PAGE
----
Shoulder replacement surgery is usually recommended for people who have severe pain in their shoulder and have found little or no relief from more conservative treatments.
Some conditions that may require a shoulder replacement include:
- Osteoarthritis. This type of arthritis is common in older people. It occurs when the cartilage that pads bones wears away
- Rheumatoid arthritis (RA). With RA, your immune system mistakenly attacks your joints, causing pain and inflammation
- Avascular necrosis. This condition happens when loss of blood to a bone occurs. It can cause damage and pain in the shoulder joint
- A broken shoulder. If you badly break your shoulder bone, you might need a shoulder replacement to repair it
Your doctor can help you decide if shoulder replacement surgery is the best option for you.
People who have good results with shoulder surgery commonly have:
- weakness or loss of motion in the shoulder
- severe pain in the shoulder that interferes with everyday life
- pain while resting or during sleep
- little or no improvement after trying more conservative therapies, such as medications, injections, or physical therapy
This type of surgery is less successful in people with:
- Parkinson’s disease
How to prepare for surgery:
Several weeks before your procedure, your doctor may suggest that you have a complete physical exam to determine if you’re healthy enough for surgery.
You might need to stop taking certain medications a couple of weeks before the shoulder replacement. Some medications, including nonsteroidal anti-inflammatory drugs (NSAIDs) and arthritis therapies, can cause too much bleeding. Your physician will also tell you to stop taking blood thinners.
On the day of your procedure, it’s a good idea to wear loose-fitting clothing and a button-up shirt.
You’ll probably stay in the hospital for 2 or 3 days after surgery. Since driving is only recommended after you’ve regained normal motion and strength in your shoulder, you should arrange for someone to take you home from the hospital.
Most people require some assistance for about six weeks after surgery.
What happens during the procedure?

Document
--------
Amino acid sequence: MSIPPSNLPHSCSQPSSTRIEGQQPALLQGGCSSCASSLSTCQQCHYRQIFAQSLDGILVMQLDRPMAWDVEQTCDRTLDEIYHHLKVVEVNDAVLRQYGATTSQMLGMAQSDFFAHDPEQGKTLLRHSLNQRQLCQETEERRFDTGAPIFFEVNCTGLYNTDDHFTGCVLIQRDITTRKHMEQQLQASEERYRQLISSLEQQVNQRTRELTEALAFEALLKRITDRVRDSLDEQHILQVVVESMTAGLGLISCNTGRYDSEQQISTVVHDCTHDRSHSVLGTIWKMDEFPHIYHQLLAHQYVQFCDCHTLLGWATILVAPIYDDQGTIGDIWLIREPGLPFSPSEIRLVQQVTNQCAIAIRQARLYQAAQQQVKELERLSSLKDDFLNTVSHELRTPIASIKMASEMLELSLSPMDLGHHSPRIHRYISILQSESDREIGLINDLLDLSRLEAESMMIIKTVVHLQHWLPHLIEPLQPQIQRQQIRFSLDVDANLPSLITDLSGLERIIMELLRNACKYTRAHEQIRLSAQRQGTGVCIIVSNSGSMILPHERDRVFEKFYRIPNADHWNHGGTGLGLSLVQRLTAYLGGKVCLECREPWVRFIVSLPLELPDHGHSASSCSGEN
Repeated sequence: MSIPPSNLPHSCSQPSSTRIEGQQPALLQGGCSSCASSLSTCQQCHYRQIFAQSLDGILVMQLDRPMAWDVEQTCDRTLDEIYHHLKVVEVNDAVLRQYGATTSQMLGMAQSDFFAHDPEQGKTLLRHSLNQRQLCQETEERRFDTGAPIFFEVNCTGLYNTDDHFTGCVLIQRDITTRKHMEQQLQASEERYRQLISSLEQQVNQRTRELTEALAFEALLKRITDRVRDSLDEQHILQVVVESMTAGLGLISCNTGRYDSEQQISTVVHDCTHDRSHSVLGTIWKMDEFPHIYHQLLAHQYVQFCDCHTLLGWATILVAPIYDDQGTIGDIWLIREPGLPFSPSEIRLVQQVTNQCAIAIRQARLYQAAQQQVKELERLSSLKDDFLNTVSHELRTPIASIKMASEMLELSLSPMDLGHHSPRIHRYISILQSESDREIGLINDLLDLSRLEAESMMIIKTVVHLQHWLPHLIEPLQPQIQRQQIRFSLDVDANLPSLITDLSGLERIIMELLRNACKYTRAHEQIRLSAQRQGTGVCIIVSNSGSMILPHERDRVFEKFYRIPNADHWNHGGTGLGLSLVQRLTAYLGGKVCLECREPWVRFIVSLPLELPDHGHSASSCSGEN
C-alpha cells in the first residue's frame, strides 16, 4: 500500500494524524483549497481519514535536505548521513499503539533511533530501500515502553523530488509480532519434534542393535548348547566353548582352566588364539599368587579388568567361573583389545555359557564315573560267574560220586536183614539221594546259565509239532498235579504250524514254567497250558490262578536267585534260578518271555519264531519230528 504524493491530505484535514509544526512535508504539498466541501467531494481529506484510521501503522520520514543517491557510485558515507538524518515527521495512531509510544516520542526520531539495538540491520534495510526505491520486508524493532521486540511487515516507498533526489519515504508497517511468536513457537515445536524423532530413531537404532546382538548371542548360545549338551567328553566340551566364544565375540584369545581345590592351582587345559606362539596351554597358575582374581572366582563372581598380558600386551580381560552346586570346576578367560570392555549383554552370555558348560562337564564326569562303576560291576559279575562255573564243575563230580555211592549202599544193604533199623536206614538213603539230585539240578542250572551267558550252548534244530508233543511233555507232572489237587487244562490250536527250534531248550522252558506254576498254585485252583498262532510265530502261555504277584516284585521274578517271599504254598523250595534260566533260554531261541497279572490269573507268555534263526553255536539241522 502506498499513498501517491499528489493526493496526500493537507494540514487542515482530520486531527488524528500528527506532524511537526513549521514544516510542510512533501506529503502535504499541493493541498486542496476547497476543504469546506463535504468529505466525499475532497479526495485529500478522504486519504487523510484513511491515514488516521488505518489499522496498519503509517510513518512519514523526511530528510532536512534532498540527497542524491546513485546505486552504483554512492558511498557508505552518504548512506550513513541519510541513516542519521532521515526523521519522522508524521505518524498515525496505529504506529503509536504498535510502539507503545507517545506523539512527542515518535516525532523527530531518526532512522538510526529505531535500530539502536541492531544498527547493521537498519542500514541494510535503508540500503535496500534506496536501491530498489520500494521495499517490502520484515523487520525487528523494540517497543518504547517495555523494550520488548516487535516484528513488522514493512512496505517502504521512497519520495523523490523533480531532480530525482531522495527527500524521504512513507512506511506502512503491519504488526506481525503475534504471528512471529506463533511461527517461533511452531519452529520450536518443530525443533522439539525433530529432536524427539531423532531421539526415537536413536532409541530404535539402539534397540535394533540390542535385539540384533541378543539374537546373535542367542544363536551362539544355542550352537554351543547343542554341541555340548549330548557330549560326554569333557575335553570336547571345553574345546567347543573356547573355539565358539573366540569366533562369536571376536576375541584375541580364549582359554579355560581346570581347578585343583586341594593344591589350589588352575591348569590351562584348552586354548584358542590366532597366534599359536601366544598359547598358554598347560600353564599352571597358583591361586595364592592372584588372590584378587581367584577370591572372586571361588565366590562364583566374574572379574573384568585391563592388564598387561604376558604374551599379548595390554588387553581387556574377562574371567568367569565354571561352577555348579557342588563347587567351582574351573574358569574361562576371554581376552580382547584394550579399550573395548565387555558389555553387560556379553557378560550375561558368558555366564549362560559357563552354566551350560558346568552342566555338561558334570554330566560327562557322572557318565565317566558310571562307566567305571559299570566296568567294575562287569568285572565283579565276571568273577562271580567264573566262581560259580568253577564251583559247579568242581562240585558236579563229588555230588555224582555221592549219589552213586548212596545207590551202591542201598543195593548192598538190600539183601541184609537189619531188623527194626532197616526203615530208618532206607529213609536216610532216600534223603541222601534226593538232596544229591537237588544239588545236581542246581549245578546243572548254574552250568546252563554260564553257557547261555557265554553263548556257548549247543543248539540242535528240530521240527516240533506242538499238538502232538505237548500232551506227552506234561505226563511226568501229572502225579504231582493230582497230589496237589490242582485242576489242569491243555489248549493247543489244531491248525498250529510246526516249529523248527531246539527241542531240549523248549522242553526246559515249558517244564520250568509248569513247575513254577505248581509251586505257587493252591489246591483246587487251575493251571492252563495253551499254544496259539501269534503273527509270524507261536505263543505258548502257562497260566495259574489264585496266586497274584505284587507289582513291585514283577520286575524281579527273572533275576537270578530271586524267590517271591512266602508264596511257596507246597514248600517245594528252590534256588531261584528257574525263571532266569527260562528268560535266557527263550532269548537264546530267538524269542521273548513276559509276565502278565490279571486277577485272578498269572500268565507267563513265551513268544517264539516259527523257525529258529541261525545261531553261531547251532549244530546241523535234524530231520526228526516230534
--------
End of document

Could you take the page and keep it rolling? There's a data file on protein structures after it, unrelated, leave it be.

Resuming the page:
Shoulder replacement surgery typically takes about two hours. You might receive general anesthesia, which means you’ll be unconscious during the procedure, or regional anesthesia, which means you’ll be awake but sedated.
During the surgery, doctors replace the damaged joint “ball,” known as the humeral head, of the shoulder with a metal ball. They also place a plastic surface on the “socket” of the shoulder, known as the glenoid.
Sometimes, a partial shoulder replacement can be performed. This involves replacing only the ball of the joint.
After your procedure, you’ll be taken to a recovery room for several hours. When you wake up, you’ll be moved to a hospital room.
Shoulder replacement surgery is a major operation, so you’ll likely experience pain during your recovery. You might be given pain medications by injection right after your procedure.
A day or so following the surgery, your doctor or nurse will give you oral drugs to ease the discomfort.
Rehabilitation is started right away, usually on the day of surgery. Your healthcare staff will have you up and moving as soon as possible.
After a couple of days you’ll be discharged from the hospital. When you leave, your arm will be in a sling, which you’ll wear for about 2 to 4 weeks.
You should be prepared to have less arm function for about a month after surgery. You’ll need to be careful not to lift any objects that are heavier than 1 pound. You should also avoid activities that require pushing or pulling.
In general, most people are able to resume gentle daily living activities within two to six weeks. You might not be able to drive for about six weeks if the surgery was done on your right shoulder for people who drive on the right side of the road, or your left shoulder for those that drive on the left side of the road.
It’s important to perform all home exercises that your healthcare provider recommends. Over time, you will gain strength in your shoulder.
It will take about six months before you can expect to return to more vigorous activities, such as golfing or swimming.
As with any surgery, a shoulder replacement carries risks. Though the complication rate after surgery is less than 5 percent, you could experience:
- A reaction to anesthesia
- Nerve or blood vessel damage
- Rotator cuff tear
- Loosening or dislocation of the replacement components
How long will shoulder replacement last?
It’s difficult to say just how long your shoulder replacement will last. Experts estimate that most modern shoulder replacements will last for at least 15 to 20 years.